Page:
What KPIs (Key Performance Inputs) Drive the KPIs (Key Performance Indicators) in Your Business?
KEY PERFORMANCE INDICATORS
A lot of businesses focus on Key Performance Indicators, KPIs. The main areas that you and your team determine to be the most critical to the success of your business.
Typically, you establish a quarterly goal for the company. Next, you establish goals in certain functional areas that support the overall goals. If the company’s goal is to increase gross margin by 5%, the goals of the functional areas are designed to have a positive impact on gross margin.
Example of Functional Areas Supporting Overall Company Goal.
In this example, the company’s goal is to increase its gross margin by 5%.
Tracking and Posting Results for Various Metrics.
You track and post results weekly for the established KPIs to show how the metric is moving. You use this to determine the effectiveness of your teams ability to affect the desired change. How are you tracking towards reaching your goal of a 5% increase in gross margin?
Why the Needle Isn’t Moving.
Week after week you focus on tracking the key performance indicators. But, the needle isn’t moving. Here’s why:
The focus has been on establishing what you want to improve and what areas you need to focus on to make the improvement, but not on the actual detailed work required to make it all happen.
The KPI itself, like in the gross margin example, is a rearview mirror. You and your team run around taking actions hoping that the metric moves towards your goal. All of the time is spent taking various actions and then tracking the metric.
However, success lies in tracking the specific inputs of activity that you believe will most materially impact the KPI.
Don’t only track the KPI. Rather, the objective should be to track the Key Performance Indicator (ie. gross margin growth by 5%), AND the specific inputs you need to work on to achieve your goals. I call these the KPIs, Key Performance Inputs.
KEY PERFORMANCE INPUTS
You’ve established your KPI of a 5% increase in gross margin. Now you need to establish and track your key inputs. And that is hard work. While you likely have a good idea of where the work needs to be done, you will really need to dig deeply into the activities and timelines required to accomplish what you set out to do.
Once defined, the key inputs will translate into projects that are tightly defined and managed.
Example of How KPIs Drive KPIs.
In this example, the KPI (Indicator) is:
Grow the email marketing channel revenue by 10% in the first quarter.
The KPIs (Inputs) are:
Add 20% more email addresses to the database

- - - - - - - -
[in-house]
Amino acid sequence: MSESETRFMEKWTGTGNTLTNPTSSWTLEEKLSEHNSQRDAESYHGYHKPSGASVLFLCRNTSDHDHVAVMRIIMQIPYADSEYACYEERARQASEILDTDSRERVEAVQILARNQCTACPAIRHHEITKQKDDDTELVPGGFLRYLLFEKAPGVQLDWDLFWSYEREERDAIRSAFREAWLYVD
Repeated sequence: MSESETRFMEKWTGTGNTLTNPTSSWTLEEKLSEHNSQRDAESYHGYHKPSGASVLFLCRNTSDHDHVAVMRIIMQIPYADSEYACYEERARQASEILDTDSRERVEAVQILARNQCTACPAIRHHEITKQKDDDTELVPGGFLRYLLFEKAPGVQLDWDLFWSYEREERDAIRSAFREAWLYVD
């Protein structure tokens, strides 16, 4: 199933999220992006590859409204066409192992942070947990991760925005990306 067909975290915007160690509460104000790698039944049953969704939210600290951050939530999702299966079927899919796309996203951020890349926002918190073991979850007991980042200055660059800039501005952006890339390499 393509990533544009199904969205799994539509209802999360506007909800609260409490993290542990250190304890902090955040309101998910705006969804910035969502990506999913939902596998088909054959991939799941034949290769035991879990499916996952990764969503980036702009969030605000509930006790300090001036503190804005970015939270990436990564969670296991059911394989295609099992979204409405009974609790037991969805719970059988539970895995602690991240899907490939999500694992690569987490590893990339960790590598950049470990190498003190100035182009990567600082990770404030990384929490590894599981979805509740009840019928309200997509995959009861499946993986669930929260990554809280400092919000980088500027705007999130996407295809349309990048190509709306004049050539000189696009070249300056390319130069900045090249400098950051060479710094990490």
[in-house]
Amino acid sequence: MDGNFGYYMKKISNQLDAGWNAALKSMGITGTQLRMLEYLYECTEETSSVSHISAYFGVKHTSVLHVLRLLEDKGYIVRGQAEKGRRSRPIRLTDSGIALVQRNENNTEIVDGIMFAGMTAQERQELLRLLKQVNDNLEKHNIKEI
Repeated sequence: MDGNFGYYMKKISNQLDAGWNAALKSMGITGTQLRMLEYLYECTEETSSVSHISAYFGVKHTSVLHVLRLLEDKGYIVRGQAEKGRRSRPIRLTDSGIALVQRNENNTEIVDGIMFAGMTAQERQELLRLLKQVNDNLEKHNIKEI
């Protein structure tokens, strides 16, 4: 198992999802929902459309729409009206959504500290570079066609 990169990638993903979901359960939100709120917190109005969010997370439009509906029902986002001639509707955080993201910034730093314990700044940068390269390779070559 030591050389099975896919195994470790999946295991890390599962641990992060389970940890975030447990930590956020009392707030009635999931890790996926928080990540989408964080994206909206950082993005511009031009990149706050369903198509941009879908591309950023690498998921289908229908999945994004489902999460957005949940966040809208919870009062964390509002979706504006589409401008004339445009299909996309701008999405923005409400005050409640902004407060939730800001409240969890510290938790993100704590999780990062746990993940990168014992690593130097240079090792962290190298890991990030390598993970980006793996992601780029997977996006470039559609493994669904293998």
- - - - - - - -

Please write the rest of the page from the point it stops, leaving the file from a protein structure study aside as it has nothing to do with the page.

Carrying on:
Within the bullets above, each specific sub-bullet point requires its own project plan with dates, milestones, collaborators, and so on. There are seven inputs grouped into three categories. You may come up with even more actions you can take in addition to the above. Yet, it’s important not to take on too many activities simultaneously. Because the more you take on, the more thinly spread you are, and the higher the likelihood of not meeting each specific project goal.
You don’t want to simply add a bunch of actions to a list that you think could increase the email marketing channel revenue by 10%. Then, at the end of the quarter, you look back and ask how did we do? Did we get to all of our ideas? Did we increase the channel?
Instead, have the vision and discipline of picking the top 5-10 key inputs and THAT’s ALL. Then you can track your progress and the results of these key inputs as you go to see if you are moving the needle.
You can always focus on different inputs during the next quarter. But, you need to control the scope so you can truly affect things.
Tracking KPIs (Inputs).
Each week at your KPI (Inputs) meeting, you should spend a moment looking at the top-level KPI (Indicator), which is growing email revenue by 10% in this example. However, the bulk of your time spent at the meeting should surround the details of each specific project (the sub-bullet points) and their status. Such meetings often turn into troubleshooting sessions. The project plans may be fluid, but you should be unwavering in the results you are after.
Let’s say you spoke with a list broker who could not deliver the type of email list you need to buy. You will need to reach out to more brokers. You will need to determine quickly if it’s even possible to obtain the type of list you need. If not, you need to stop that project (using a list broker to get new emails) and redirect your energy towards the other ongoing key inputs.
Seeing Results from KPIs (Inputs) is Very Satisfying.
Results from these mini projects are invigorating and motivating. The details of the key input projects are clearly defined and actionable. Which leads to more satisfaction and better results as compared to a more vague direction. Imagine starting your day knowing exactly what work you need to do and having the opportunity to brainstorm any barriers with the team. As opposed to going into work every day with the generic “get better at email” directive.
Tracking KPIs (Inputs) Is the Discipline Required.
You can spend all your time defining your goals, deciding where you want to be, and using fancy business lingo. But, at the end of the day, the devil is in the details. You need to break it down to the actions required on a weekly or sometimes daily basis and consistently check in on your progress. You’ll find your teams will build strength in overcoming barriers and that’s really what results are all about. Having the discipline to track and focus on the actionable items will help you reach your company-wide KPIs (Indicators).
Bill Ross is a business coach and consultant offering small business owners and entrepreneurs advice and support to help them achieve their goals. Learn More